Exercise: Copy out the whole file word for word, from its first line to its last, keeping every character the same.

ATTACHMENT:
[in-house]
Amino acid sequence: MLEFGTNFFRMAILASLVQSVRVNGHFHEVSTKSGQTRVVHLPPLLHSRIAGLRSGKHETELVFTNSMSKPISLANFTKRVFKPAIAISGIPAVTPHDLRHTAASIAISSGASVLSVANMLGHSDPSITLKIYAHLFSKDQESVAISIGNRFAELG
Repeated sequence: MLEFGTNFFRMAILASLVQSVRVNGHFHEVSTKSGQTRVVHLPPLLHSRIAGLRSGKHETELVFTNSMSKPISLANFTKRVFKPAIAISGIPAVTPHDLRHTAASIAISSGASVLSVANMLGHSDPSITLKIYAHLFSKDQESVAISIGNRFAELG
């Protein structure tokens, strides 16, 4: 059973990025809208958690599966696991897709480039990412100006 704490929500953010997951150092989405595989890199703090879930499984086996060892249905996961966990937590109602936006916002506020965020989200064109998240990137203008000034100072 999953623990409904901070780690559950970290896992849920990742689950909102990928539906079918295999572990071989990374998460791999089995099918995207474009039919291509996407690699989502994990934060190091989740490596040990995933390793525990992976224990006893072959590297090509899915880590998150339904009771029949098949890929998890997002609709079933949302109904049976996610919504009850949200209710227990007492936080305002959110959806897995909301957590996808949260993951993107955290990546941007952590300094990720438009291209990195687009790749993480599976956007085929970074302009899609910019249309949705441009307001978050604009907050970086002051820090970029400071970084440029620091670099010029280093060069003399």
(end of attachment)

[in-house]
Amino acid sequence: MLEFGTNFFRMAILASLVQSVRVNGHFHEVSTKSGQTRVVHLPPLLHSRIAGLRSGKHETELVFTNSMSKPISLANFTKRVFKPAIAISGIPAVTPHDLRHTAASIAISSGASVLSVANMLGHSDPSITLKIYAHLFSKDQESVAISIGNRFAELG
Repeated sequence: MLEFGTNFFRMAILASLVQSVRVNGHFHEVSTKSGQTRVVHLPPLLHSRIAGLRSGKHETELVFTNSMSKPISLANFTKRVFKPAIAISGIPAVTPHDLRHTAASIAISSGASVLSVANMLGHSDPSITLKIYAHLFSKDQESVAISIGNRFAELG
């Protein structure tokens, strides 16, 4: 059973990025809208958690599966696991897709480039990412100006 704490929500953010997951150092989405595989890199703090879930499984086996060892249905996961966990937590109602936006916002506020965020989200064109998240990137203008000034100072 999953623990409904901070780690559950970290896992849920990742689950909102990928539906079918295999572990071989990374998460791999089995099918995207474009039919291509996407690699989502994990934060190091989740490596040990995933390793525990992976224990006893072959590297090509899915880590998150339904009771029949098949890929998890997002609709079933949302109904049976996610919504009850949200209710227990007492936080305002959110959806897995909301957590996808949260993951993107955290990546941007952590300094990720438009291209990195687009790749993480599976956007085929970074302009899609910019249309949705441009307001978050604009907050970086002051820090970029400071970084440029620091670099010029280093060069003399």